Course Coordinator: Richard Konz

    Semester Offered: Fall

    Last Taught: Fall 2013

  • Introduction to Flow & Image Cytometry | BBS 832b

    Programs: Immunology & Microbiology

    The emphasis of the course will be an introduction to the practical aspects of Flow and Image Cytometry. As the majority of the GSBS graduates will either rely on or be exposed to data generated from Flow and Image Cytometry, the course will enhance their understanding of the technology, applications and interpretation of data. The course will as well incorporate guest lectures from leaders I the field. Part one will consist of lectures discussing theory, optics, fluorescence characteristics and instrumentation. Part two will progress to cell sorting, complimentary technology such as Confocal microscopy and advanced applications which rely on these novel technologies.

    Course Coodinator: Richard Konz

    Semester Offered: Fall

    Last Taught: Fall 2013

  • Immunology & Virology Graduate Student Seminars | BBS 833

    Programs: Immunology & Microbiology

    Advanced IVP graduate students present seminars on their thesis research.

    Course Coordinator: Eric Huseby

    Semester Offered: Fall

    Last Taught: Fall 2015

  • Immunobiology and Virology Spring Seminar Series | BBS 834

    Programs: Immunology & Microbiology

    Leading researchers present a weekly seminar on a basic or clinical immunology and virology topic. Prior to the seminar, students read papers suggested by the seminar speaker and discuss the papers in class. Following the seminar, graduate students meet with the speaker for a discussion of the formal seminar. This course surveys the most important areas of basic and clinical immunology and virology including, but not limited to, antigen presentation; gene rearrangements; and expression of the genes for antigen receptors, immune tolerance, cytokines, immune cell development, immunodeficiency diseases, autoimmune diseases, human immune system malignancies and immune response to infectious agents such as viruses, parasites and bacteria.

    Course Coordinator: Francis Chan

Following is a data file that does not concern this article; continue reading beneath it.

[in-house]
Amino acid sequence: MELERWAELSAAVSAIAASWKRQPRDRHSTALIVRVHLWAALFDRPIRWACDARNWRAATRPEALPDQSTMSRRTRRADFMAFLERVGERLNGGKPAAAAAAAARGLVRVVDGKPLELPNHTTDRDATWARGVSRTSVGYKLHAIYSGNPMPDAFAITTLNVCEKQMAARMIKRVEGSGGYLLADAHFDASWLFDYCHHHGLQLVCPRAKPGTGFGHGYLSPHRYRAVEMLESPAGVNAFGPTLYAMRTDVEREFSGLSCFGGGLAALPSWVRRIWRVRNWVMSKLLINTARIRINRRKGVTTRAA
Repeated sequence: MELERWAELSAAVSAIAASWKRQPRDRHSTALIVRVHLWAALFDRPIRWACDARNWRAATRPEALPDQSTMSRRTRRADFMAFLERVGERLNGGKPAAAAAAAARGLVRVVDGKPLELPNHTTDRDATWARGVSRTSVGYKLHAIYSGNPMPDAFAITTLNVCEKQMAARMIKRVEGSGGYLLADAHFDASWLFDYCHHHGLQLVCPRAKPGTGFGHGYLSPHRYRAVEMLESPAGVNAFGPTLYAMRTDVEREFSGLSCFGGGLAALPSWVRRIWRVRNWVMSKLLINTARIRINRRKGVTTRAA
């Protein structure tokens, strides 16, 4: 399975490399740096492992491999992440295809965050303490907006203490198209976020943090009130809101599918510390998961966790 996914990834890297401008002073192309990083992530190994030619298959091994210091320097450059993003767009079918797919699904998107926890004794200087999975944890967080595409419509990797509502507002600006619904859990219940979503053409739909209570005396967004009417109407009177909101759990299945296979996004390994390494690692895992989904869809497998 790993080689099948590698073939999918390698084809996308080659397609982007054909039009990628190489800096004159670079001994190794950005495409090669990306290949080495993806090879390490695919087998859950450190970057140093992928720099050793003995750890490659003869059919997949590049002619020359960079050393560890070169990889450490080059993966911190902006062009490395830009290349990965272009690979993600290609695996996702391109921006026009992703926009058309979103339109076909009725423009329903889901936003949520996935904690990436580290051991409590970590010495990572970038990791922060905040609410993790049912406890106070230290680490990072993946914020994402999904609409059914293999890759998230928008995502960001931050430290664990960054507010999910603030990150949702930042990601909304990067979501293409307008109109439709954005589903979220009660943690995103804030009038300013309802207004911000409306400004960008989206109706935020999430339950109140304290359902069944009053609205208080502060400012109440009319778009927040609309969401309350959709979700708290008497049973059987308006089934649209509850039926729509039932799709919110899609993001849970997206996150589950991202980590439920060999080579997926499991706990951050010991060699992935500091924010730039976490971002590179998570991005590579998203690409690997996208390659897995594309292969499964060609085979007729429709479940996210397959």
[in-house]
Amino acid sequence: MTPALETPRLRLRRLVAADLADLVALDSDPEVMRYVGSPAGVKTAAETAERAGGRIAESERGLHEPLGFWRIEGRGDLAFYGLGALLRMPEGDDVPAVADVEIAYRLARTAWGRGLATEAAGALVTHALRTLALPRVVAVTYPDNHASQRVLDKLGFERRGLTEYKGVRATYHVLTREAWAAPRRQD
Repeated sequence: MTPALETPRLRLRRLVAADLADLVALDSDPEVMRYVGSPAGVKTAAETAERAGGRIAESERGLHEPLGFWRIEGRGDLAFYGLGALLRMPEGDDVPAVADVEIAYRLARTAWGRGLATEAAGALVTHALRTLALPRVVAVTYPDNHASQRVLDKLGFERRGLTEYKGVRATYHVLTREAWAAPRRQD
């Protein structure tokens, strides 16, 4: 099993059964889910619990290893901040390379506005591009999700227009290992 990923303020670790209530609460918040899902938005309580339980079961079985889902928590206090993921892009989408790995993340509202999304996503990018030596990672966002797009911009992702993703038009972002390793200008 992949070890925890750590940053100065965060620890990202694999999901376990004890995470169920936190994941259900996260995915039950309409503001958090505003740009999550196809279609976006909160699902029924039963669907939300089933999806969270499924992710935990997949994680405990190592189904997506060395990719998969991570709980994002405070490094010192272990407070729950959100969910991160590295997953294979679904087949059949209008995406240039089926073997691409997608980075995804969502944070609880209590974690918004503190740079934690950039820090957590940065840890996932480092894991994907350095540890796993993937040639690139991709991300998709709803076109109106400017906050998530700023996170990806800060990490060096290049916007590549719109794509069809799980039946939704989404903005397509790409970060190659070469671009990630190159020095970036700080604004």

Semester Offered: Spring

    Last Taught: 

  • Immunology/Virology Summer Tutorial | BBS 846

    Programs: Immunology & Microbiology

    This course is designed to help first-year students prepare for the IMP advanced topics courses in the fall, learn how to think critically about articles, and meet senior students in the program. Students in the class will read one primary and one review paper the week before each class. The topic, paper, and review will be chosen by two student mentors. In a brief presentation; the mentors will describe the current state of the field and summarize the review. The class will then discuss the chosen article and critically analyze the positives and negatives of techniques, systems, conclusions, etc.

    Course Coordinator: Neal Silverman

    Semester Offered: Summer

    Last Taught: Summer 2016

  • Laboratory Rotation | BBS 850

    Programs: Biochemistry & Molecular Pharmacology, Bioinformatics & Computational Biology, Cancer Biology, Cell Biology, Immunology & Microbiology, Interdisciplinary, Neuroscience, Translational Science

    Laboratory rotations are defined periods of research experience under the direction of a faculty member. They are intended to familiarize the student with concepts and techniques in several areas of research and to assist the student in evaluating research laboratories and projects that might be developed into a dissertation project. The student will participate in an ongoing research project, gain familiarity with concepts underlying the research, acquire a working knowledge of techniques used in the research, and write a report and present an oral summary of the results of the research.

    Course Coordinator: Faculty member in whose lab student is working

    Semester Offered: Fall, Spring

    Last Taught: Taught every Fall and Spring semester

  • Laboratory Rotation | BBS 851

    Programs: Biochemistry & Molecular Pharmacology, Bioinformatics & Computational Biology, Cancer Biology, Cell Biology, Immunology & Microbiology, Interdisciplinary, Neuroscience, Translational Science